FORT WORTH (AP) - Tom Hardy spent many years avoiding talking to people, and he rarely smiled because he was ashamed of his bad teeth.
But thanks to the Fort Worth Hope Center, where he works as chaplain, and to the generosity of a Colleyville dentist, Dr. Laurence Oliver, Hardy isn't embarrassed about his appearance anymore.
And Hardy, who got a complete dental makeover last year with new implants to replace his rotting and missing teeth, has plenty of reasons for smiling: He recently got married at age 79.
"I have a totally new outlook on life. I planned to get my teeth fixed when I could afford it, but it was far in the future," he said.
So it's not surprising that Hardy will be on hand to help the Hope Center celebrate a milestone of its own: the grand opening of a dental clinic to help those who can't afford it get needed dental work so that they can find jobs and rebuild their lives.
At a banquet Tuesday those who worked hard to open the clinic, called The Smile Center, will be recognized. The clinic, with two dentist chairs, a lab and X-ray equipment, is already open, and Oliver spends every Thursday seeing people with major dental needs.
Oliver, an implant specialist, donates one day a week to the clinic, and he said other dentists are already expressing interest in coming on board. He hopes the clinic will be open five days a week as more dentists volunteer.
"Opening the clinic is a miracle from God," Oliver said, describing how people came forward and donated everything from tile work to major plumbing repairs.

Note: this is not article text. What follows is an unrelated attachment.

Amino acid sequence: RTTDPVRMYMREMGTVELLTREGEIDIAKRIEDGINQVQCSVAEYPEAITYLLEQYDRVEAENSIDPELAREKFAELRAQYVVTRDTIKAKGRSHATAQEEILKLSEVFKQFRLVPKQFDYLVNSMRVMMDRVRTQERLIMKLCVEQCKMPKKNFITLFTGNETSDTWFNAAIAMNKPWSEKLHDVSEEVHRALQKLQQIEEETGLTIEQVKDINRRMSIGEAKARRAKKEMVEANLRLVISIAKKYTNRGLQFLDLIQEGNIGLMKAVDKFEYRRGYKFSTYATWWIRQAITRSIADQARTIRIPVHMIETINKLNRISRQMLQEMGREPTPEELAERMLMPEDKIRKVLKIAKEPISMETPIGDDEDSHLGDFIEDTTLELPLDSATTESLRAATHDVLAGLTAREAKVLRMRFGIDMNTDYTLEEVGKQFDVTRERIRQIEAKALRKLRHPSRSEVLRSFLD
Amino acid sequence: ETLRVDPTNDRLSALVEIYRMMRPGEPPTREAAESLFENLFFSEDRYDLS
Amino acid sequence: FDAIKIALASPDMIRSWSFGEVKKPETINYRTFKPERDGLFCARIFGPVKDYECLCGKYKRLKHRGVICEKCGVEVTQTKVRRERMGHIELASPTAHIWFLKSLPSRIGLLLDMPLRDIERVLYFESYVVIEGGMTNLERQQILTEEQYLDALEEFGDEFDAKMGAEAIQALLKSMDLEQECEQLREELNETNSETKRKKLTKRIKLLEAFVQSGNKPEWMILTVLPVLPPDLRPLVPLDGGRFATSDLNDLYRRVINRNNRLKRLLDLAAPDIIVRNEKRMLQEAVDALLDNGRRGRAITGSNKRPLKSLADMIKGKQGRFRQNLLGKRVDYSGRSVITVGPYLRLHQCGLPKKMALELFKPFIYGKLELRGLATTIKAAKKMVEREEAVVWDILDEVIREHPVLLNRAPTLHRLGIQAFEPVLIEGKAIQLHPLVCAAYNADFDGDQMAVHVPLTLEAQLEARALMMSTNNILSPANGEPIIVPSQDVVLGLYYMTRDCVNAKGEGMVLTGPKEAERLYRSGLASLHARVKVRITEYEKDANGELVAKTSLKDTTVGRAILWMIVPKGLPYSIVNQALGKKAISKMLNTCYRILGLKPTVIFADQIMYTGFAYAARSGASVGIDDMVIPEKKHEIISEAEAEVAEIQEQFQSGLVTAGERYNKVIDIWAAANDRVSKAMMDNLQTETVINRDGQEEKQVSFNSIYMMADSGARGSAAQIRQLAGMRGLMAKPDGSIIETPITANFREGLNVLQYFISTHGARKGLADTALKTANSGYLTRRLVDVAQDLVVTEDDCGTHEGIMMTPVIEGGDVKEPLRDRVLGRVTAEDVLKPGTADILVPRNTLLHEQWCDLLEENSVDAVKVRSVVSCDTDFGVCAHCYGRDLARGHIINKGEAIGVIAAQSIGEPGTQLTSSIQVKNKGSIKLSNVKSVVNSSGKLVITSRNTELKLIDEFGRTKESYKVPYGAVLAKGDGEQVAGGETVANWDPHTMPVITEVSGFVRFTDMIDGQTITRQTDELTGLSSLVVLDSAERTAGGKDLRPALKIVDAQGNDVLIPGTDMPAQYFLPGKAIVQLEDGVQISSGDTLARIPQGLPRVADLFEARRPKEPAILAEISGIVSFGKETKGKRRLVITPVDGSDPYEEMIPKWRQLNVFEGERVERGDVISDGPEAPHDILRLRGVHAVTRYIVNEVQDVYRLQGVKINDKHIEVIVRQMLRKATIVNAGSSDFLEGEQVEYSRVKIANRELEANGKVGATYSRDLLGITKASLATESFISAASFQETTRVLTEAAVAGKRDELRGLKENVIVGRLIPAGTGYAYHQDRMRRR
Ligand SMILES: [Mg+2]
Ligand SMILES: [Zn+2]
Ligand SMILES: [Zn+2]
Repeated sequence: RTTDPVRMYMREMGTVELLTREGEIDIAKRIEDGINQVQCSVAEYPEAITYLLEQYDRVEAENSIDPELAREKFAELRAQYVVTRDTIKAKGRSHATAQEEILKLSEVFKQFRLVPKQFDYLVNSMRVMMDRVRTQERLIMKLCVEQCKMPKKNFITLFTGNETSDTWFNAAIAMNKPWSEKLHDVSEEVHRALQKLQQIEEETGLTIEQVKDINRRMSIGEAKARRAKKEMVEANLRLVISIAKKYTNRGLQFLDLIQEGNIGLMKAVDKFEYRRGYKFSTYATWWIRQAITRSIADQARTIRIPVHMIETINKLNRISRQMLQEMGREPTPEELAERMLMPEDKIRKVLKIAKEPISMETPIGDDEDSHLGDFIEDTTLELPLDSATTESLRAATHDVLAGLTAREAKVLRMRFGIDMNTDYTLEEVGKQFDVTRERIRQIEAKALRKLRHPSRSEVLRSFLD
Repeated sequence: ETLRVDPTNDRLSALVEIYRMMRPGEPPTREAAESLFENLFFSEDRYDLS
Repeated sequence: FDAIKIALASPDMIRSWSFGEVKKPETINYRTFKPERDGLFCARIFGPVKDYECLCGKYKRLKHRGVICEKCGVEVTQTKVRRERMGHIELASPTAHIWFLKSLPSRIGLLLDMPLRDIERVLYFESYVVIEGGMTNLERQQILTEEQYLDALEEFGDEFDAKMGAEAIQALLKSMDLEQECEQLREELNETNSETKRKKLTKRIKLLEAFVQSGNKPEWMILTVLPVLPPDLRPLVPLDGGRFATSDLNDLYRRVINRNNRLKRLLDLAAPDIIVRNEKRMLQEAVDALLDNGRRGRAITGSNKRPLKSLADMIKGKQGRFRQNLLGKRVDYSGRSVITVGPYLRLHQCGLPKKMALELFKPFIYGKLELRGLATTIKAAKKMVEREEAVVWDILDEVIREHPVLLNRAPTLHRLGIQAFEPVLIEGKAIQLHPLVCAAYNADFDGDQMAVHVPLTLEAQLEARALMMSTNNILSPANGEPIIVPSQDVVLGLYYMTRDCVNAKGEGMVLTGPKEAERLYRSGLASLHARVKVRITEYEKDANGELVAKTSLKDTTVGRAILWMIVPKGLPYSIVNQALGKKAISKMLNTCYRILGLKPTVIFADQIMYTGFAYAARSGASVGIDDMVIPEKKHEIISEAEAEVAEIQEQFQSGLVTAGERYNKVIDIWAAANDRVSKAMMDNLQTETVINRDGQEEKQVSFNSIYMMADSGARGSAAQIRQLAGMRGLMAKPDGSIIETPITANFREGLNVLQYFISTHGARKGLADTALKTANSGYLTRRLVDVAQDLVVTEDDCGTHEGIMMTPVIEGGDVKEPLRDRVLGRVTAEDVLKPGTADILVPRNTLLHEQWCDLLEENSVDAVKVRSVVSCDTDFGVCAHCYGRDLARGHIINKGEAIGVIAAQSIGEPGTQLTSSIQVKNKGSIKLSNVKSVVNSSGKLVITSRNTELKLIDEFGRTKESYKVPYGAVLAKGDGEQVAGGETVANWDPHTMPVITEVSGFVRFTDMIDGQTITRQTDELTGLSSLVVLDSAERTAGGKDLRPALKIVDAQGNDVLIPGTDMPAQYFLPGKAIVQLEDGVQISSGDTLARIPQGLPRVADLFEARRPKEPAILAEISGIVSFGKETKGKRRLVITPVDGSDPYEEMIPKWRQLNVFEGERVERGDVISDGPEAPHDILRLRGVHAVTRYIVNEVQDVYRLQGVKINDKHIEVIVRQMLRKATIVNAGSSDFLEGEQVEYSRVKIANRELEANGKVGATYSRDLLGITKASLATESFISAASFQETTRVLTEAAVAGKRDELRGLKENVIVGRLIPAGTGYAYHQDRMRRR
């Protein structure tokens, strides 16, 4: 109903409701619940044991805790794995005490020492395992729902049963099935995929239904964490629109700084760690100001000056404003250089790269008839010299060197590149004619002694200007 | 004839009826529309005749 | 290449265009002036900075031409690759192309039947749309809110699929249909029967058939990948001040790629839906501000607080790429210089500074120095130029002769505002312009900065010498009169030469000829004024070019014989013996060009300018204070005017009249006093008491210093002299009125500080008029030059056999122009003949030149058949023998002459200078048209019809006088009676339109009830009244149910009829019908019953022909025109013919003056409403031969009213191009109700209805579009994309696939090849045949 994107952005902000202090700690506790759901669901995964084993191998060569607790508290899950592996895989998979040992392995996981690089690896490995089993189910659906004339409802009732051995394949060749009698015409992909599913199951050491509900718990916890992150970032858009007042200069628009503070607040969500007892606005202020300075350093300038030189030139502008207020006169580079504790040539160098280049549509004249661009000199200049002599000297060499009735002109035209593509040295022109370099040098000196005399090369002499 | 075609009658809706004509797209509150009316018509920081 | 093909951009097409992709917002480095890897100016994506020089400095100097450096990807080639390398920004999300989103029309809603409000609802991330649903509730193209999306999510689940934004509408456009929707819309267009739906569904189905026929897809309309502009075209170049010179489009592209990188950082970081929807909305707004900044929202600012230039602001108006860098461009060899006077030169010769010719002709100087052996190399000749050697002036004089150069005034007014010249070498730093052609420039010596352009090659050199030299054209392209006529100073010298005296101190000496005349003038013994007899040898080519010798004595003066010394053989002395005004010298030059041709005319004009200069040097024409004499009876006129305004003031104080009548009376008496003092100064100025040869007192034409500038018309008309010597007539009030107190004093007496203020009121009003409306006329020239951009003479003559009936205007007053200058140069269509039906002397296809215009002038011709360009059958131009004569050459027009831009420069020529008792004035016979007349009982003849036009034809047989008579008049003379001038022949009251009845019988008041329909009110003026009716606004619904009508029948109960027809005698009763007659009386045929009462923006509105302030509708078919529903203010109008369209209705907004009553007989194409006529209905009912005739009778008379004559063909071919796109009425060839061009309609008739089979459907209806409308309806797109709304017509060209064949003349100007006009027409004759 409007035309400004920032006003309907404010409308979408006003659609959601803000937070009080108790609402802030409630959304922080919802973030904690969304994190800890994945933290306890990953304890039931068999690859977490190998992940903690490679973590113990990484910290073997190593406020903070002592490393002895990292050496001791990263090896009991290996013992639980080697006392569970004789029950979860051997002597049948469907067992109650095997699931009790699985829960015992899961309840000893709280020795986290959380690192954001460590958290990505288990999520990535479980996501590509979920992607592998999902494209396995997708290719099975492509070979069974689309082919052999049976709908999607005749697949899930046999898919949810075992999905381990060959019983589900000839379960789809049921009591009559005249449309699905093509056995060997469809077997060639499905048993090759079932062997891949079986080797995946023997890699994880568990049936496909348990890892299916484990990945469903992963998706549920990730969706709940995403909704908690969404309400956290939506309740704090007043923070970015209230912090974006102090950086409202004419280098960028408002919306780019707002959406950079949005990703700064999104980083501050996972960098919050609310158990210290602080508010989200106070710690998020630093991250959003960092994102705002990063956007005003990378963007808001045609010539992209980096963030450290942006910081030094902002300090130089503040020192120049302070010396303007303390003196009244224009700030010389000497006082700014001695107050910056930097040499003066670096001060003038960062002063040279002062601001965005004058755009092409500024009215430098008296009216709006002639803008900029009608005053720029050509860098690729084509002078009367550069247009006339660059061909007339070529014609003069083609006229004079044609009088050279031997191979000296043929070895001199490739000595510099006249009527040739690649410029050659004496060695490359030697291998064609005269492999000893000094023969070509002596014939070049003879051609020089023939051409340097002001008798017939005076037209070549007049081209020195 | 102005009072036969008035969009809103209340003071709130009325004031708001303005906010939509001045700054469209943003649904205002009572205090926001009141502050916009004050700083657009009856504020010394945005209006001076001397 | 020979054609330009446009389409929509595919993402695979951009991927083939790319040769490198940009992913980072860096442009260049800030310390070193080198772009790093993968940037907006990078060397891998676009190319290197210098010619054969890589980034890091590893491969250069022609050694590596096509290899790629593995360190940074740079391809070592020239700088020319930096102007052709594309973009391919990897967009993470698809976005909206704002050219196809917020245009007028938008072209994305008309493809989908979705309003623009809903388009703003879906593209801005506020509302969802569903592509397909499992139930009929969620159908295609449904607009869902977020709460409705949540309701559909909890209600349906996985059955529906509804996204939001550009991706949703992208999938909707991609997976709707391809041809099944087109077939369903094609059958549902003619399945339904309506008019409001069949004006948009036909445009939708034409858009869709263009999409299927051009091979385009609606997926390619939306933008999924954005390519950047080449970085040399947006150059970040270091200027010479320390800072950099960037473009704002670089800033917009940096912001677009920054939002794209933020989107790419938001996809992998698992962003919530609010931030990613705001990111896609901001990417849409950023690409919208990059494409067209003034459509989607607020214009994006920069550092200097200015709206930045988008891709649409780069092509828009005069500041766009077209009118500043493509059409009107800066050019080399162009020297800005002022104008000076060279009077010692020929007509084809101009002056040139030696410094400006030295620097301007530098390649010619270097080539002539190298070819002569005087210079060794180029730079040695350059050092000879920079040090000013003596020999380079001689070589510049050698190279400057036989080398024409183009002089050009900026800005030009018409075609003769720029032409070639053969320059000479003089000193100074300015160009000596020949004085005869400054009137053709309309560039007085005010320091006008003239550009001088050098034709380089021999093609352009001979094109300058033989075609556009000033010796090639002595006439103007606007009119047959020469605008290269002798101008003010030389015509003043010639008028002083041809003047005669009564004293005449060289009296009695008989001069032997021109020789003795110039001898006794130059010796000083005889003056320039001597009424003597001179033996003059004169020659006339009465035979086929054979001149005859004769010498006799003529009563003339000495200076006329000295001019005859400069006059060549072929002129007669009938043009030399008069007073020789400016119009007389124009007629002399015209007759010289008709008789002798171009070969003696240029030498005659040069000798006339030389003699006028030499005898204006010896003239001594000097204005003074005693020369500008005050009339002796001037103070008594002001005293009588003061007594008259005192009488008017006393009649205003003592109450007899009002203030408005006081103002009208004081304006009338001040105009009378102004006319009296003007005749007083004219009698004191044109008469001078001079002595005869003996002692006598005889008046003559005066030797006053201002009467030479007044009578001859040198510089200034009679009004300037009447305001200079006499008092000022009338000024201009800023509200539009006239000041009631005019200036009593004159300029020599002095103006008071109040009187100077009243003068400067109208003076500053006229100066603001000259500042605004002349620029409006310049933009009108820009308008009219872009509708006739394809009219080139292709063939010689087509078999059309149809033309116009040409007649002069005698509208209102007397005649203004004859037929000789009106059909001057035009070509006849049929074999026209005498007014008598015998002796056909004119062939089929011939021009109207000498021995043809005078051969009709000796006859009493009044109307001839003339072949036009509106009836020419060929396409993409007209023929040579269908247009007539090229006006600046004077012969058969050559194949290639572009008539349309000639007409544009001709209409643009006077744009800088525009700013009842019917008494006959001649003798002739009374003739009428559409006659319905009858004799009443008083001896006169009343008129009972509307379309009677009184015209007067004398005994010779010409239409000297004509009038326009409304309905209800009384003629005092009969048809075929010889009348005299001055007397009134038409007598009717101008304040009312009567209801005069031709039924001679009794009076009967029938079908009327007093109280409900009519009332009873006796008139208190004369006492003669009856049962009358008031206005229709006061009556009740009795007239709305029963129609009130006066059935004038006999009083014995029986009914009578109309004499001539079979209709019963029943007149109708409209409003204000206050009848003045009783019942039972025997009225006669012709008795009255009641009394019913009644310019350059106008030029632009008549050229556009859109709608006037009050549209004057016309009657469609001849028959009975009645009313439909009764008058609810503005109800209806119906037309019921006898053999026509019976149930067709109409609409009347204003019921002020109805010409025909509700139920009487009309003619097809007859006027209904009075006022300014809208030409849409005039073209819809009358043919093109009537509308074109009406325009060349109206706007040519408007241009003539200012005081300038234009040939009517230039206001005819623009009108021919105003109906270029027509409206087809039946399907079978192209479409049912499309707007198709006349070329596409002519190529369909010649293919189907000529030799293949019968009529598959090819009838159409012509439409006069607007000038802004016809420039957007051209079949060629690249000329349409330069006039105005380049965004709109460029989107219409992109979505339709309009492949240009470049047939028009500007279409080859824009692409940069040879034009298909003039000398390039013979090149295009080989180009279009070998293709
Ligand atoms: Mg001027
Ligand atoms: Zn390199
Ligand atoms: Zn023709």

Jamie Phillips, a dental supply representative who is a close friend of Oliver's, brought in office furniture, cabinets and other equipment.
When the clinic needed money to buy surgical equipment and other supplies, TCU students in an honors program called the Nature of Giving that seeks out nonprofit organizations to support gave the center a $30,000 grant.
"We were scratching our heads to come up with something, and God produced a miracle for us," Oliver said.
Orlando and Jo Ann Reyes, who founded the Fort Worth Hope Center as an outreach ministry of the Church Without Walls, said the idea for the clinic grew out of a need to help people find work. The center offers job training for those who want to work as forklift operators, for example, and the state recently approved a program to help people learn to work in the food service industry and to be commercial truck drivers, Jo Ann Reyes said.
Jo Anne Reyes said poor people often don't get the dental care they need, and they face obstacles in finding work because of rotting teeth or bad breath from gum disease. Many dental clinics for the poor pull teeth but don't do anything else, she said.
"This will be a huge impact in this community that will help people get jobs," Jo Ann Reyes said. "It falls into our mission of `Fighting Hunger ... Feeding Hope."'
Oliver is no stranger to the Hope Center.
In 2009, he read about Jeremy Burnett, a homeless man with depression. Gifted at teaching math, Burnett was an instructor at the Hope Center and at a nearby electrical company whose trainees were having problems passing the GED exam.
Inspired by Burnett's perseverance, Oliver donated $25,000 of dental work, replacing most of Burnett's teeth.
Burnett was transformed, and he got financial aid to attend Texas Wesleyan University to major in Spanish and math.
He earned a 4.0 during his first semester.
Now Burnett is finishing his studies as an exchange student in Buenos Aires, Argentina, and will return to the United States this week.
Hardy is looking forward to seeing Burnett, as the two became friends. Hardy often took Burnett to his dental appointments and saw Oliver's work.
Now, Hardy is going forward with his life, thanks to a new smile.
"Having new teeth has changed my outlook. I was reluctant to talk to people and say what I wanted to say. Now, I have a new lease on life," Hardy sai